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Wednesday, 30 November 2011


A trademark is a symbol that signifies the products exclusivity as a means of identifying and referring to product of the kind for which it is registered. Only the proprietor of the trademark is entitles to authorize the marketing of marked products and therefore it establishes that the goods have the same trade origin that the trademark signifies. Further, in EEA, at least, the right to first marketing of the goods is given to the proprietor under article 7, this means the proprietor of the trademark has the right to first market the goods within EEA. “In relation to trademarks, the specific subject-matter of the industrial property is the guarantee that the owner of the trademark has the exclusive right to use that trademark, for the purpose of putting products protected by the trademark into circulation for the first time, and is therefore intended to protect him against competitor wishing to take advantage of the status and reputation of the trademark by selling products illegally bearing that trademark”[1]
 As noted above the trademark signifies that there is one undertaking (owner of the trademark) which controls the quality and all the other characteristic of the marked products. It gives a guarantee of consistency in the quality and condition of the product to the consumers. Thought this guarantee is not legal guarantee about the quality or any other characteristic of the marked products it’s just the guarantee of the trade origin. This means that trademark only provides the likelihood that the marked product will remain in certain a consistent standard as to the quality and condition is concerned. Thus guarantee provided by the trademark gives the consumer a reference point that enables the consumer to identify the products that meet their requirement.  Lord Nicholls has also included to this limitation in Scandecor Development v. Scandecor Marketing:
“In relying on a trade mark consumers rely, not on any legal guarantee of quality, but on the proprietor of a trade mark having an economic interest in maintaining the value of his mark. It is normally contrary to a proprietor’s self-interest to allow the quality of goods sold under his banner to decline”[2].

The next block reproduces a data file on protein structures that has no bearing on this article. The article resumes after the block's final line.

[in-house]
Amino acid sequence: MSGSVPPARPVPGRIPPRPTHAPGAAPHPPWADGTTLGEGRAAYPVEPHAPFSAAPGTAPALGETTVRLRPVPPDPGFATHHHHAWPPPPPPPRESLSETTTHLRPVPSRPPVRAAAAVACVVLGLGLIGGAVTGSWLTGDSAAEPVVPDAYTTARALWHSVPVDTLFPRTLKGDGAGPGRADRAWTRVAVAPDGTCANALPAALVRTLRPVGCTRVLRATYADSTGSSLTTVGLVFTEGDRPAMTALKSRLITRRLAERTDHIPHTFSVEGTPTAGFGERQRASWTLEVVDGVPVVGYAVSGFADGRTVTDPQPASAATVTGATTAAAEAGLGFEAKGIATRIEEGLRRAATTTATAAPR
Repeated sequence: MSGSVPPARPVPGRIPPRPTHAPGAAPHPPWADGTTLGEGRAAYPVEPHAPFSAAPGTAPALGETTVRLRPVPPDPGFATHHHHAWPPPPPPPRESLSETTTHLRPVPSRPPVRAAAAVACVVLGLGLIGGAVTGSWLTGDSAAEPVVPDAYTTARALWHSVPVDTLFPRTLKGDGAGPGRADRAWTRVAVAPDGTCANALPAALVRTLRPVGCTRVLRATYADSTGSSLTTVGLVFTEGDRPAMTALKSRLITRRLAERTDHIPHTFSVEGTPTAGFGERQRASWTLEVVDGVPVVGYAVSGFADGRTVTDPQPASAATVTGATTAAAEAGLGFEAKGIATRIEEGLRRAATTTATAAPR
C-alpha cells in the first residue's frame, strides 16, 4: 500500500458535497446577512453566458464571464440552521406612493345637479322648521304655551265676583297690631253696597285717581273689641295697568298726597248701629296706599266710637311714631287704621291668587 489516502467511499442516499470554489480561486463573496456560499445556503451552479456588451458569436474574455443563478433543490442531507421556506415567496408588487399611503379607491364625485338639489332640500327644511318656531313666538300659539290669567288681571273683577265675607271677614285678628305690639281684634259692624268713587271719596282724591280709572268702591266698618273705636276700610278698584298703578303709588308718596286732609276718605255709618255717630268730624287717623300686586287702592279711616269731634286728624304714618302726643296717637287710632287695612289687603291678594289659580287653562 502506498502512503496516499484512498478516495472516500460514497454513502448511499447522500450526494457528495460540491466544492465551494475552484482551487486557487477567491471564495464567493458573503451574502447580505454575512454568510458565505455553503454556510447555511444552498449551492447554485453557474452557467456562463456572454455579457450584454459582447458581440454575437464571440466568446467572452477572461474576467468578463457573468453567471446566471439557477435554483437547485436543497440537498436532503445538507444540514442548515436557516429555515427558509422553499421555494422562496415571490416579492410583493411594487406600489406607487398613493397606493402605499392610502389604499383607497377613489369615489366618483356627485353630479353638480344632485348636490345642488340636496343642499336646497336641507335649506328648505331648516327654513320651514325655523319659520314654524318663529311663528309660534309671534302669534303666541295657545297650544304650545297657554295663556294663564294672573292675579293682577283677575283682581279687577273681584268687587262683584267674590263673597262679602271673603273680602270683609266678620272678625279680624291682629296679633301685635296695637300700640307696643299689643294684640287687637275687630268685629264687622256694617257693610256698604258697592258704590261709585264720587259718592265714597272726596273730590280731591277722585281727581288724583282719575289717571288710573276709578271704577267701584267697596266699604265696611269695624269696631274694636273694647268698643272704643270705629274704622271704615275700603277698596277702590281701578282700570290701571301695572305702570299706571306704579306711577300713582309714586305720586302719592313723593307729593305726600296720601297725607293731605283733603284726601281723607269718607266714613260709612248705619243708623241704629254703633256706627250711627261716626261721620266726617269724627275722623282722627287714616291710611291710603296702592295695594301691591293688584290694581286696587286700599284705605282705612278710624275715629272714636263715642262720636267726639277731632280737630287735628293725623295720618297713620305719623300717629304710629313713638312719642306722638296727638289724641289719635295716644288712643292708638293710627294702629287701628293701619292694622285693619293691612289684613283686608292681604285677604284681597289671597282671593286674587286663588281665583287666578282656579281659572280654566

As trademark gains recognition, it undergoes two stages.
First, consumers awake themselves of the existence and availability of marked products when searching for products and connect these products with their own experience
Secondly, the trademark gains a reputation in the minds of consumers relating to the likely quality marked products, which the consumers remembers as it meets their expectations of these products based on their collective experience.[3]
The Directive recognizes how these stages can increase the marketing power of a trade mark through expanding the owner’s exclusive rights in line with its level of recognition on the market. Article 5.1 of the directive, states that, the trademark provides the means to identify products on the basis of trade origin; it gives the owner of the trademark the right to prohibit any unauthorized use of the trademark.[4] Article 5.1 extends this core right to the extent that it include signs that are similar to the trade mark may not be registered or used as it may give rise to a “likelihood of confusion” on the part of the public, which ensures the trade mark’s quality of distinguishing marked products from others. ‘Likelihood of confusion’ means that consumers are likely to assume incorrectly that the third party’s products come from the same undertaking as marked products or have a trade origin that is economically or organizationally linked to the owner of the trade mark.